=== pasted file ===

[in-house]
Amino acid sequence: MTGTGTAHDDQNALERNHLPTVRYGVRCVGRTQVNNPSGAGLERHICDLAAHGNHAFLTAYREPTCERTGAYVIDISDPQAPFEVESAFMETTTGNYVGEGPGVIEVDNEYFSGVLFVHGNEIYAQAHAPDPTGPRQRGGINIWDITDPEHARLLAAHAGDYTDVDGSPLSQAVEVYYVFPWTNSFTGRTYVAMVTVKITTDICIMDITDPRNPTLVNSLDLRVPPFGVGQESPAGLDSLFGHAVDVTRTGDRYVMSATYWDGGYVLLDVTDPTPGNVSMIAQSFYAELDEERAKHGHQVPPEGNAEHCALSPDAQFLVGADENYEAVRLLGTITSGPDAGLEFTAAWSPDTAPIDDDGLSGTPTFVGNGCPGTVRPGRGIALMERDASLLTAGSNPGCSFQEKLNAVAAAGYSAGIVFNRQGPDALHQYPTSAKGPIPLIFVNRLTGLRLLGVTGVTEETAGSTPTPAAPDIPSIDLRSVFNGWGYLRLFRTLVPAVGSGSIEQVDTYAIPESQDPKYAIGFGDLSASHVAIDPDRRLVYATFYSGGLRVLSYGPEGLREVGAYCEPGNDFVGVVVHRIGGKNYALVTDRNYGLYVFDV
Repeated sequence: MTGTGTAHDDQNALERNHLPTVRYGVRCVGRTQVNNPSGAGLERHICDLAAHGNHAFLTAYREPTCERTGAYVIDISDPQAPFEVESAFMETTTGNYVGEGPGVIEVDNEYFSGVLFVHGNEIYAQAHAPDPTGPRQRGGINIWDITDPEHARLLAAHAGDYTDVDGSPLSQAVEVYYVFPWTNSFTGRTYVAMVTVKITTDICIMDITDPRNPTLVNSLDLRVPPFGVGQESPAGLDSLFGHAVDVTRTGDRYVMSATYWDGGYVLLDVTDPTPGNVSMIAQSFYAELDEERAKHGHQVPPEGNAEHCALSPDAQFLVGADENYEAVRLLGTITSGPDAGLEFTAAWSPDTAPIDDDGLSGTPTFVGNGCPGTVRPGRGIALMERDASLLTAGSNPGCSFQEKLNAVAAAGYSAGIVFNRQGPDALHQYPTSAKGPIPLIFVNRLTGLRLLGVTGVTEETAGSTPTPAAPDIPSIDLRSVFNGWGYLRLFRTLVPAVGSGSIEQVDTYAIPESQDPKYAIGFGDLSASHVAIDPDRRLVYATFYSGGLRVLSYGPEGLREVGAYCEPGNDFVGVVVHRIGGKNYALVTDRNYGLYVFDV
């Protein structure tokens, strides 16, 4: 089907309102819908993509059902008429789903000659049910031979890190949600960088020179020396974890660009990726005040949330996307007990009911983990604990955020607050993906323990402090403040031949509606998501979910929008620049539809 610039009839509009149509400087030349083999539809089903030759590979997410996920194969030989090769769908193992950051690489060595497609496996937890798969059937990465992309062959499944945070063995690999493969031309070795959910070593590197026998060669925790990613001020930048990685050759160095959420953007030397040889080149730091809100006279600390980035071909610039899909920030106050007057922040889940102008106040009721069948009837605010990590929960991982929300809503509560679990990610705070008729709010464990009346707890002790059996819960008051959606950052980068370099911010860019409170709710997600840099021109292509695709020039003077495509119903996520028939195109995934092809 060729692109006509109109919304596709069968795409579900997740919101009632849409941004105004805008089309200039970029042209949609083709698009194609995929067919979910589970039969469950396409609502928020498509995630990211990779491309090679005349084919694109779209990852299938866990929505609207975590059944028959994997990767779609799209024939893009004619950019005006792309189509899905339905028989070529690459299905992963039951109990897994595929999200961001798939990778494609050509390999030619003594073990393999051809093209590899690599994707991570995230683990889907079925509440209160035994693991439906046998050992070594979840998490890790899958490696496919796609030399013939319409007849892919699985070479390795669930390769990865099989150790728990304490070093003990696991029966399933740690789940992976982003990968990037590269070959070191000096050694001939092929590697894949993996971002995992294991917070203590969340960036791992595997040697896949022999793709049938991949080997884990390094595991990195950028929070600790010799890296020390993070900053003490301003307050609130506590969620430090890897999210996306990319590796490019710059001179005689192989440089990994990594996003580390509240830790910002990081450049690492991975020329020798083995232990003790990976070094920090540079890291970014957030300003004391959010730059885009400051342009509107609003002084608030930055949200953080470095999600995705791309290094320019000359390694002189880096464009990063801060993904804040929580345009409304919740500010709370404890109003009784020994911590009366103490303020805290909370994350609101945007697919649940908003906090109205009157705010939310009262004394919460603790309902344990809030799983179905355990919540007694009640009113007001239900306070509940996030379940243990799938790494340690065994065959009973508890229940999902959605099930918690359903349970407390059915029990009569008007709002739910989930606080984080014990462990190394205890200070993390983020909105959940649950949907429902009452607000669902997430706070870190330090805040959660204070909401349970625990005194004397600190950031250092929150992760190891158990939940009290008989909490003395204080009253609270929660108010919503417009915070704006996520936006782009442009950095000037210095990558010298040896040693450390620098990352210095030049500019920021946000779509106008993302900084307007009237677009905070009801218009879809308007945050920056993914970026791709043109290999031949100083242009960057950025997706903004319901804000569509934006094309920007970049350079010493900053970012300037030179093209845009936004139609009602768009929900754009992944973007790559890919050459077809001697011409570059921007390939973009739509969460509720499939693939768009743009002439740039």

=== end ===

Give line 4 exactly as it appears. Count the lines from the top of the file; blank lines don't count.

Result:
């Protein structure tokens, strides 16, 4: 089907309102819908993509059902008429789903000659049910031979890190949600960088020179020396974890660009990726005040949330996307007990009911983990604990955020607050993906323990402090403040031949509606998501979910929008620049539809 610039009839509009149509400087030349083999539809089903030759590979997410996920194969030989090769769908193992950051690489060595497609496996937890798969059937990465992309062959499944945070063995690999493969031309070795959910070593590197026998060669925790990613001020930048990685050759160095959420953007030397040889080149730091809100006279600390980035071909610039899909920030106050007057922040889940102008106040009721069948009837605010990590929960991982929300809503509560679990990610705070008729709010464990009346707890002790059996819960008051959606950052980068370099911010860019409170709710997600840099021109292509695709020039003077495509119903996520028939195109995934092809 060729692109006509109109919304596709069968795409579900997740919101009632849409941004105004805008089309200039970029042209949609083709698009194609995929067919979910589970039969469950396409609502928020498509995630990211990779491309090679005349084919694109779209990852299938866990929505609207975590059944028959994997990767779609799209024939893009004619950019005006792309189509899905339905028989070529690459299905992963039951109990897994595929999200961001798939990778494609050509390999030619003594073990393999051809093209590899690599994707991570995230683990889907079925509440209160035994693991439906046998050992070594979840998490890790899958490696496919796609030399013939319409007849892919699985070479390795669930390769990865099989150790728990304490070093003990696991029966399933740690789940992976982003990968990037590269070959070191000096050694001939092929590697894949993996971002995992294991917070203590969340960036791992595997040697896949022999793709049938991949080997884990390094595991990195950028929070600790010799890296020390993070900053003490301003307050609130506590969620430090890897999210996306990319590796490019710059001179005689192989440089990994990594996003580390509240830790910002990081450049690492991975020329020798083995232990003790990976070094920090540079890291970014957030300003004391959010730059885009400051342009509107609003002084608030930055949200953080470095999600995705791309290094320019000359390694002189880096464009990063801060993904804040929580345009409304919740500010709370404890109003009784020994911590009366103490303020805290909370994350609101945007697919649940908003906090109205009157705010939310009262004394919460603790309902344990809030799983179905355990919540007694009640009113007001239900306070509940996030379940243990799938790494340690065994065959009973508890229940999902959605099930918690359903349970407390059915029990009569008007709002739910989930606080984080014990462990190394205890200070993390983020909105959940649950949907429902009452607000669902997430706070870190330090805040959660204070909401349970625990005194004397600190950031250092929150992760190891158990939940009290008989909490003395204080009253609270929660108010919503417009915070704006996520936006782009442009950095000037210095990558010298040896040693450390620098990352210095030049500019920021946000779509106008993302900084307007009237677009905070009801218009879809308007945050920056993914970026791709043109290999031949100083242009960057950025997706903004319901804000569509934006094309920007970049350079010493900053970012300037030179093209845009936004139609009602768009929900754009992944973007790559890919050459077809001697011409570059921007390939973009739509969460509720499939693939768009743009002439740039």